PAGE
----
- MemberNovember 5, 2020 at 11:05 am15
I’m just gonna copy paste some exercises from my e-book “Learn to Speak Puppy”. Hope the formatting is not too bad haha
This recall game is very easy and fun and serves as a good way to introduce yourself and the puppy to recalls. It is great for a family setting or a group of friends but requires at a minimum 2 people. If your puppy seems to have an almost stronger bond with others than with you and you want to focus his attention more onto you, we do not recommend you do this with a group of friends or strangers but either skip it or do it only with those you wish to have a strong bond with your dog. If that’s the case then contact us and we will guide you through how you can get your dog to focus more on you.
Sit in a circle, feet spread out and touching the persons feet next to you if you’re more than 2 people. Otherwise sit across from each other about 2 meters apart from each other. Every person will have some treats in their hand or behind their back. Place your puppy in the middle between you and then one person brings attention to himself by saying the puppies name and clapping, whistling or otherwise enticing him to come to you. As he is approaching mark “good boy/girl” or click and follow up with a reward when he is with you. Then it’s the other persons turn to do the same. If it is two people only, switch off constantly. If you’re in a group switch off without creating a pattern. Once your dog is coming to you every time and you feel comfortable with the mechanics you can add the “here/come” cue to call him over to you. Make sure you say it only once. The command is “here” not “here, here, here”
Frequency of game: Every day for the first 3 days of training then fade out with other games
Repetitions: about 3-5 minutes depending on size of group and attention span of puppy
Progression: You can slowly increase the distance between people as your puppy progresses
Reward: Basic food reward and low energy petting
Training equipment: Off – leash in secure environment
Hide-and-seek games are especially helpful in teaching your puppy to stay close and keep track of you. Take your puppy to an unfamiliar area where he may safely be allowed off leash, e.g. a friend’s fenced yard, a fenced playground, an abandoned tennis court. Let the puppy explore and get distracted then duck behind a tree or into the shadows. Don’t worry if your pup gets a bit anxious, if it helps whistle, clap your hands or make any other type of noise to catch his attention.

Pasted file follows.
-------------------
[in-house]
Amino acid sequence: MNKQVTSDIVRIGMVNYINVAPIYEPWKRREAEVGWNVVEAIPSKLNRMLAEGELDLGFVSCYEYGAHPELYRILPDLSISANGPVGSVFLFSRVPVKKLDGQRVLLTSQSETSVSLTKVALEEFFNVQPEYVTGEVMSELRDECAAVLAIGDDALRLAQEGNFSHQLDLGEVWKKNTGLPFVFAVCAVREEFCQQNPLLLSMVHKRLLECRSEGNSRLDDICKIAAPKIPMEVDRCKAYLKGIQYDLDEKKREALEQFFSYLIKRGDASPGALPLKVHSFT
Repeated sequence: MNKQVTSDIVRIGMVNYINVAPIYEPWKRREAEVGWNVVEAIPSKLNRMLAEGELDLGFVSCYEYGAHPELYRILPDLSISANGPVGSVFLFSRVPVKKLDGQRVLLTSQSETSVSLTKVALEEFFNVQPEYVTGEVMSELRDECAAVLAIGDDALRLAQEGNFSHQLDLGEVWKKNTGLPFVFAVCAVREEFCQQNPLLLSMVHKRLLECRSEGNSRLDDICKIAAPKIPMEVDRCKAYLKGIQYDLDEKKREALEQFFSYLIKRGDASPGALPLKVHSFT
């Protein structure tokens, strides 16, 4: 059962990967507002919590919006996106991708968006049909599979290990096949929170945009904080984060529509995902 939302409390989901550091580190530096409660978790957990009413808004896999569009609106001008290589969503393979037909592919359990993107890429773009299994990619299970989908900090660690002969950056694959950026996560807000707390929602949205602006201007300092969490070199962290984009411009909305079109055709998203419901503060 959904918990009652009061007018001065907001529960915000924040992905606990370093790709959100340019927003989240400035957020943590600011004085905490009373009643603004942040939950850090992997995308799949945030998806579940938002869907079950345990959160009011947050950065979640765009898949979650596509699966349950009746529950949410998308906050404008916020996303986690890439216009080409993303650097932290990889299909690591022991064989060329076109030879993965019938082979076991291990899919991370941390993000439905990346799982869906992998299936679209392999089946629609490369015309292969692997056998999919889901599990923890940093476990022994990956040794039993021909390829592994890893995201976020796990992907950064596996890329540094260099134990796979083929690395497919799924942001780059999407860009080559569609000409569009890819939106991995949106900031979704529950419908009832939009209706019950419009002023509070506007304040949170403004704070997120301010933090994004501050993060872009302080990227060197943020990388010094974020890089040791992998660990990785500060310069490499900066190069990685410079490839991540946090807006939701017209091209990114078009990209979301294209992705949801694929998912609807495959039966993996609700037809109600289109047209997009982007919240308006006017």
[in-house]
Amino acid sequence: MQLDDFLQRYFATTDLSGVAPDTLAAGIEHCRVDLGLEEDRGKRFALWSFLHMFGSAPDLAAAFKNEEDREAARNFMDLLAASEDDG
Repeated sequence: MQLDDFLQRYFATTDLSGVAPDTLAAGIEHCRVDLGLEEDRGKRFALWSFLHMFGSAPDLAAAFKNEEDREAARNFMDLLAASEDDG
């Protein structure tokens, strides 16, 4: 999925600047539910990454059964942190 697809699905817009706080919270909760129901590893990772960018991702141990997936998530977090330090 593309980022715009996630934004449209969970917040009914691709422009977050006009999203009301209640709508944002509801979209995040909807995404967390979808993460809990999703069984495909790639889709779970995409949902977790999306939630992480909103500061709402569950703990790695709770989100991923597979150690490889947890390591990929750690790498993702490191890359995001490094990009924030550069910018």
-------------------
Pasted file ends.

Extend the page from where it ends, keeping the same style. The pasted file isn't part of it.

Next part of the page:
When your puppy comes and finds you throw the party of a lifetime, give him lots of hugs caress him hug him, run with him or whatever else comes natural and of course it does not help to give him a good amount of high value treats.
Repeat the same process after a short time, though you will notice that after the third or fourth time your puppy will likely have caught on and will not lose sight of you so easily. If your puppy is not at all interested in finding you, you have some serious bonding issues which need to be addressed. Luckily we go over some bonding exercises down the line.
If you cannot go out of your house due to a global pandemic or anything similar (what else could there really be?), then of course you can also do this at your own back yard, and you can also do this in your home hiding behind doorways, behind the sofa, underneath a table or even in the closet. Start easy and increase difficulty.
Frequency of game: At least every other day until 6 months then as you see fit
Repetitions: 3-4 times
Progression: Slowly increase the difficulty of your hiding spot, be creative, go up a tree, inside a shack. start
giving cues like whistling and as your puppy gets better use these sparingly.
After some time you can even teach your family members names like this: “Go find Joe”
Reward: Imagine you have been lost for days in the wild and this is a rescue dog that has saved your life.
That’s how high your energy level should be when found. High value food rewards help as well.
Training equipment: Off – leash if puppy is under 6 months and in secure environment. 30’ leash otherwise
Time to work on your physical condition as well, this may bring back some memories from gym class in high school 🙂 For your puppy it will help him to set the foundation for recalls form a distance, and for getting fast and high energy responses. Show the puppy a treat or a toy if he is already highly toy motivated while your training buddy restrains your puppy. Turn your back on the puppy and start running away without turning back to the puppy. When you are about 5 meters away turn around to face the puppy, this will be the cue for your friend to let go of the puppy, who will now start flying towards you. Keep running but do let him catch up, your’e not trying to set a World Record here. As the puppy is catching up to you, you can face him, as he gets closer stop and bend down and open your arms to receive the puppy. Throw a big party as he arrives towards you and give him a treat.
The first couple of times that you do this exercise, do not use a verbal command like “here or come”. Once you are sure your puppy is coming to you and you feel comfortable with the exercise, you can say “here or come” as soon as you pass the 5 meter mark and turn to face your puppy. Then mark “good boy” before he even gets to you and follow up with a treat.
Frequency of game: At least every other day until 6 months then as you see fit (alternating days with hide & seek)
Repetitions: 3-4 times
Progression: Add a verbal cue once you’re confident that your puppy is running to you and you are
comfortable with the mechanics. With time you can increase the distance until your partner lets
go of the dog. At a later point you can run, and then stop to call the dog without being in motion.
Progress slow, do not rush training.
Reward: Lots of sincere praise paired with medium to high food reward.
Training equipment: Off – leash in a secure environment